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Artist-in-Residence is an ‘Emcee First and a Scholar Second’


 Akua Naru
Photo by Gina Vergel

Fordham has had many artists and poets-in-residence, but Akua Naru may be the University’s first-ever “rapper-in-residence.”

A doctoral student at the University of Cologne, Germany, Naru was brought on as a visiting scholar and artist for the Bronx African American History Project (BAAHP). The 27-year-old, who hails from New Haven, Conn., will complete a four-week stint at Fordham’s Rose Hill campus on Sept. 27. So far, she has performed at a couple of cultural events, sat in on select classes and even lectured in Dr. Mark Naison’s “From Rock and Roll to Hip Hop” class while he was in Berlin, leading a group of Bronx youth on a hip-hop exchange trip.

“I was so excited about her research on women in hip-hop and also about her music, which I see as up there with Lauren Hill,” said Naison, professor and chair of the African and African American Studies department. “Listening to her lyrics, you get a vision of history and a real juxtaposition of language and imagery, and I thought we would benefit greatly from having her here.”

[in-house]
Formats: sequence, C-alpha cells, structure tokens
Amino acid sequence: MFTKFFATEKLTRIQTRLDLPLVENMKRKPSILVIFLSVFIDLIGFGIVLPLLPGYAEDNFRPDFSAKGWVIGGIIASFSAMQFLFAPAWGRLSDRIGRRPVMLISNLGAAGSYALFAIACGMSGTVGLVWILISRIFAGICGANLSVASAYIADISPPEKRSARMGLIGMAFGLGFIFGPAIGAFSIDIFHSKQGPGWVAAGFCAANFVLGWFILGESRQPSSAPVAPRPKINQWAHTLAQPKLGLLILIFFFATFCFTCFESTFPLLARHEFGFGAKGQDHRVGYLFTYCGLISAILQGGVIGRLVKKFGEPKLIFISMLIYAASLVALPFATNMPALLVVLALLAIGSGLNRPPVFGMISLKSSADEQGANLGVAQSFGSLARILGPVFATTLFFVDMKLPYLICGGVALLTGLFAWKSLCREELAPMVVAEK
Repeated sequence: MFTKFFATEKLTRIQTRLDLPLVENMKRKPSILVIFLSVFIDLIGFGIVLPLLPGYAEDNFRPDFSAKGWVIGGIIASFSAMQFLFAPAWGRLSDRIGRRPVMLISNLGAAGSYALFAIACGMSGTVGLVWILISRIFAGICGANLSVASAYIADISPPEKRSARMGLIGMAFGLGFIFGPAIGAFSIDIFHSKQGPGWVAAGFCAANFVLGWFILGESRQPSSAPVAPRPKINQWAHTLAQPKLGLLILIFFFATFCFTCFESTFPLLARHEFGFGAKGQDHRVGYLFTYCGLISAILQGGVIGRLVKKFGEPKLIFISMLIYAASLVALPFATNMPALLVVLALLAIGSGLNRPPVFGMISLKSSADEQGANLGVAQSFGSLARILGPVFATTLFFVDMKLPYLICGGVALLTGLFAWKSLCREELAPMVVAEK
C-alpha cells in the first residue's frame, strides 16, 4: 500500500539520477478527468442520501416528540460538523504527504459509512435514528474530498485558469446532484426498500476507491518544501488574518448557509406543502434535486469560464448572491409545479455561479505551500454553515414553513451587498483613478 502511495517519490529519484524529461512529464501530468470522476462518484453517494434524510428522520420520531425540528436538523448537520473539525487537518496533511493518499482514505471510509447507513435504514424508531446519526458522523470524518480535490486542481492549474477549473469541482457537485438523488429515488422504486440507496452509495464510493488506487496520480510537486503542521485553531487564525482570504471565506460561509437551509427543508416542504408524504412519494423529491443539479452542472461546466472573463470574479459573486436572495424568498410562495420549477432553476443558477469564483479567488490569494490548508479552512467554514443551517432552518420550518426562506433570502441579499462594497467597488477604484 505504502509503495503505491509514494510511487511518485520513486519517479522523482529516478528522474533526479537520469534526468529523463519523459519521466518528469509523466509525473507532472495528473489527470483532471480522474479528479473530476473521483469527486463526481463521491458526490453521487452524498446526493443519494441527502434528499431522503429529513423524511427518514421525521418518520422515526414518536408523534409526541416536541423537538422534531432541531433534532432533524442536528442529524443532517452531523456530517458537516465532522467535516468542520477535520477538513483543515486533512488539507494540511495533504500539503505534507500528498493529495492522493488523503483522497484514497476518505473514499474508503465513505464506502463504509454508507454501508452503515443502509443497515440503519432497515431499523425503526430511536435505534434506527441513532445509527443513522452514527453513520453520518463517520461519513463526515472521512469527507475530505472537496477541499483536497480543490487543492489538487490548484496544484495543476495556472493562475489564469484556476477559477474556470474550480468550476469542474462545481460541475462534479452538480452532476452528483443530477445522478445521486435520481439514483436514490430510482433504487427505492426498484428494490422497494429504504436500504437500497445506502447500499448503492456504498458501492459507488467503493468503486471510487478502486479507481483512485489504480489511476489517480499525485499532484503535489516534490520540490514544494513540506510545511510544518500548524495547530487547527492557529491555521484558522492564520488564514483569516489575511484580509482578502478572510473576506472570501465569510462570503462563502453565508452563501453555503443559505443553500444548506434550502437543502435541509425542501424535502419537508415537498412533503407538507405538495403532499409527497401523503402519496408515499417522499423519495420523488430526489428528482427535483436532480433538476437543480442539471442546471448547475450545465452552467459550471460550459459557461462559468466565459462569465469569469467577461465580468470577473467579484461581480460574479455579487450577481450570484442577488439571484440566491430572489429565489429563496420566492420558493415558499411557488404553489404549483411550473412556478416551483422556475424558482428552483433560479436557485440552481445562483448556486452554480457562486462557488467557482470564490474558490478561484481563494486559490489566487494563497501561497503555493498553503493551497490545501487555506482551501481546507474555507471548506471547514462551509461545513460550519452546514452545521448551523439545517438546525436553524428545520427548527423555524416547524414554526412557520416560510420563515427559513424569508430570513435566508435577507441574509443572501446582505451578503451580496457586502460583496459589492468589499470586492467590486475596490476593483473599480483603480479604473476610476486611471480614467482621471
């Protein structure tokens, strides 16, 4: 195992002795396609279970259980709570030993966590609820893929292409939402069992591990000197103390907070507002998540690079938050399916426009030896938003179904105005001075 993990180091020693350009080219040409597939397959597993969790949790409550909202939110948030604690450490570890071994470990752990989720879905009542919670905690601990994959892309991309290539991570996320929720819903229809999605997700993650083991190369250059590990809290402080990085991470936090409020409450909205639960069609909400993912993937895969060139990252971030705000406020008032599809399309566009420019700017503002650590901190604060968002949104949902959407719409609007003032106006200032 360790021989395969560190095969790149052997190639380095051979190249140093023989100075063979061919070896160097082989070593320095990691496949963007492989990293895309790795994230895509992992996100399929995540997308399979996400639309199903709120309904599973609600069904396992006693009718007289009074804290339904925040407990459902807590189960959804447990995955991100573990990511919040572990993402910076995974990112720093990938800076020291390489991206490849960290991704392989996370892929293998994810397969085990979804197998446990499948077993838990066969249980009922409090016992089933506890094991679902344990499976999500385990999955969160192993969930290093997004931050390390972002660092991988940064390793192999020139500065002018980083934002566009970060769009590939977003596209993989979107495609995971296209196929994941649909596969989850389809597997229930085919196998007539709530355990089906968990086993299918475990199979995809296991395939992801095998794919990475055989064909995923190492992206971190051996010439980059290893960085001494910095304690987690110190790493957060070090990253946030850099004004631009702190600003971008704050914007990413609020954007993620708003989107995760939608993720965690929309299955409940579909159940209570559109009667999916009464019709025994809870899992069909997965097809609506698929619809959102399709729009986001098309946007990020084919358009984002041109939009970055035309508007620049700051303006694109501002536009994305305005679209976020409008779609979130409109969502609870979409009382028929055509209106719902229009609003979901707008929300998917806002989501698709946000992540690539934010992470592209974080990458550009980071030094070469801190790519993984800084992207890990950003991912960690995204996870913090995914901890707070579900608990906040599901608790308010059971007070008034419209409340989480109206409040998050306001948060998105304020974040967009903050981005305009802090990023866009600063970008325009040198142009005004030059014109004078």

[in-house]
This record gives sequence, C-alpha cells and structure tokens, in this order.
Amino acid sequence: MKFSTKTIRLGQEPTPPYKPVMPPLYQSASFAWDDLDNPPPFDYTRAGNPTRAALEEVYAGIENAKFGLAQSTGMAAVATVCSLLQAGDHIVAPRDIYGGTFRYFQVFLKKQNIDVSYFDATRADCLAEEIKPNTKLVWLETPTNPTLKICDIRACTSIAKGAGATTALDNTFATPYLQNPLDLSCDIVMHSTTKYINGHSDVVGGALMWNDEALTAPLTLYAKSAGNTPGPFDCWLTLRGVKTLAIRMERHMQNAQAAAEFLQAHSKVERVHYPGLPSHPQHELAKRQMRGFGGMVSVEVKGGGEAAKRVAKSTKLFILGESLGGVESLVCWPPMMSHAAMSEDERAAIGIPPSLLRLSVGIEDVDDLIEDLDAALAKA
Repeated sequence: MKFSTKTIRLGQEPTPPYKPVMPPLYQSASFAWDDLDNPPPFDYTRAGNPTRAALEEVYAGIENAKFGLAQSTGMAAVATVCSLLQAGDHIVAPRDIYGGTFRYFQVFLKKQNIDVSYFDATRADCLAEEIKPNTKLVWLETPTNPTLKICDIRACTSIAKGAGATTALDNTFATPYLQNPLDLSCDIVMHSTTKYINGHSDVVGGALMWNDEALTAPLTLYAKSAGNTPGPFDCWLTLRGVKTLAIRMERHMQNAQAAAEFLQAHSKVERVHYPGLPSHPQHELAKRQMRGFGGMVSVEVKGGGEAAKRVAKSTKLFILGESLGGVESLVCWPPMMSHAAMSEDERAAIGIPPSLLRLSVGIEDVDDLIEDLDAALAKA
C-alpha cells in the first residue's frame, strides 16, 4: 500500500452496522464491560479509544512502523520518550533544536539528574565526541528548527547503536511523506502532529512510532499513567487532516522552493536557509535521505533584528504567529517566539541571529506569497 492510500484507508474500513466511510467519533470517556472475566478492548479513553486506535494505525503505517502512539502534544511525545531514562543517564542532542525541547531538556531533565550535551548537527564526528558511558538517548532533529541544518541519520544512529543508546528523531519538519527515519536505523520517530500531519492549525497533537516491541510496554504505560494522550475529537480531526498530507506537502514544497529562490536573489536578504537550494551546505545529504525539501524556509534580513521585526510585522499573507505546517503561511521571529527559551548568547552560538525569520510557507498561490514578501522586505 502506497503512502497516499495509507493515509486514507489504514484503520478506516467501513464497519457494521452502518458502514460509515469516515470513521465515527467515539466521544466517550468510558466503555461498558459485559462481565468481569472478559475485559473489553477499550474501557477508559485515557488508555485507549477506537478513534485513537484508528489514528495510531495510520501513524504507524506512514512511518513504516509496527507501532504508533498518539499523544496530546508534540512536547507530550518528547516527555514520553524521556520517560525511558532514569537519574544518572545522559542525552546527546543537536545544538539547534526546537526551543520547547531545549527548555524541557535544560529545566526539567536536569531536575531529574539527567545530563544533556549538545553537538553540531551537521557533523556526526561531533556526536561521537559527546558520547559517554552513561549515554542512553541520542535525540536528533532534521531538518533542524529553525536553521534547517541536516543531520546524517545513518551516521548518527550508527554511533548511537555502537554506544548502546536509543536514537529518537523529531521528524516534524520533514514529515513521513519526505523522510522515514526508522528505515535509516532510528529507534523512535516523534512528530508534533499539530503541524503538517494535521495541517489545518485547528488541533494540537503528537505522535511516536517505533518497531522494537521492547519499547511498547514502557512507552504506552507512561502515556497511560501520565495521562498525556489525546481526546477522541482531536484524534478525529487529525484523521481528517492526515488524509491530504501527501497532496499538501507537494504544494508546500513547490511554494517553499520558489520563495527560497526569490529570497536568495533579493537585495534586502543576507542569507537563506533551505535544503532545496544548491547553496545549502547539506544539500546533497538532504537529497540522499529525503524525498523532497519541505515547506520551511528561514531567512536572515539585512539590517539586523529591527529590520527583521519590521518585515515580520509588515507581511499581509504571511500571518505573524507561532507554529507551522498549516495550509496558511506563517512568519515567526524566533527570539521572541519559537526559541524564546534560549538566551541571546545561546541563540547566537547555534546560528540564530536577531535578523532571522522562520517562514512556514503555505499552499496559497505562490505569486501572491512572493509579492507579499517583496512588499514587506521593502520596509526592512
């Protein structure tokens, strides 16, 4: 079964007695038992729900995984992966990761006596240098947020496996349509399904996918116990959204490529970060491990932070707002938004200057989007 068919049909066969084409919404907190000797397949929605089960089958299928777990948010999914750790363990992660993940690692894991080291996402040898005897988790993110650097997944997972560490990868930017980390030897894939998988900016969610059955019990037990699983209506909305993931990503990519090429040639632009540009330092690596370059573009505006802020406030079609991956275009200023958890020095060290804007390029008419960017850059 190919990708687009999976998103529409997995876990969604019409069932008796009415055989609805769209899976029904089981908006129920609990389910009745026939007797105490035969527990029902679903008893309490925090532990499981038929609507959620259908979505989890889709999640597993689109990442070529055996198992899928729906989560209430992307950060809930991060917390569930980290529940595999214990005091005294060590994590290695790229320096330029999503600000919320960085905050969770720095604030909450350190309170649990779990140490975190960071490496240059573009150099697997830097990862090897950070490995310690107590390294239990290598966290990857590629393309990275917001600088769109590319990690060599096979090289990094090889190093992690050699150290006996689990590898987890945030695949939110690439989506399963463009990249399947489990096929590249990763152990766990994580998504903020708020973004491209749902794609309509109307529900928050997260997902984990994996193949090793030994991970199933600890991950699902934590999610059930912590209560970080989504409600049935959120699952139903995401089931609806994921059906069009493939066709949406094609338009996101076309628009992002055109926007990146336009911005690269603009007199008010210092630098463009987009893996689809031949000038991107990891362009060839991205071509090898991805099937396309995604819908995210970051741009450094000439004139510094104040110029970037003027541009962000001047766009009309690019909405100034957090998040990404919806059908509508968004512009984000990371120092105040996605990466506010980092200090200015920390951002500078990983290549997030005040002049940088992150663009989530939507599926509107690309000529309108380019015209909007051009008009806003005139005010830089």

It was Naru’s musical career that inspired her to pursue an advanced degree with the goal of one day joining the world of academia, she explained.

“I’m an emcee first and a scholar second. I’m actually just a poet,” she said. “I figured, who better to tell the story than people like us?”

Naru is in the North American Studies program at the University of Cologne. Her dissertation will focus on women in hip-hop.

“In the scholarship you don’t find much on women in hip-hop. It’s more so about how men construct women within hip-hop discourse,” she said. “I’m a woman in hip-hop and I started thinking, if I were ever to have the opportunity to be noticed in the same way these [well-known] women [in hip-hop]are, then I would probably also be overlooked because of the same thing.”

Naru has set out to change that by focusing her research on the issues surrounding female rappers, from sexual liberation versus sexual objectification to the notion of female sexual agency, and whether it is even possible within a patriarchal context.

“I definitely want to teach about this, but I just finished an album, so I’m trying to balance,” Naru said. “I sort of put the research on the back burner while working on my album, hoping to come here and gain inspiration from the discussions I’m having with the faculty here. And that has definitely happened.”

Gina Vergel

Part of the following video for Akua Naru’s song, Tales of Men, was shot while she was on a month-long trip to Ghana. For more information on Naru, visit


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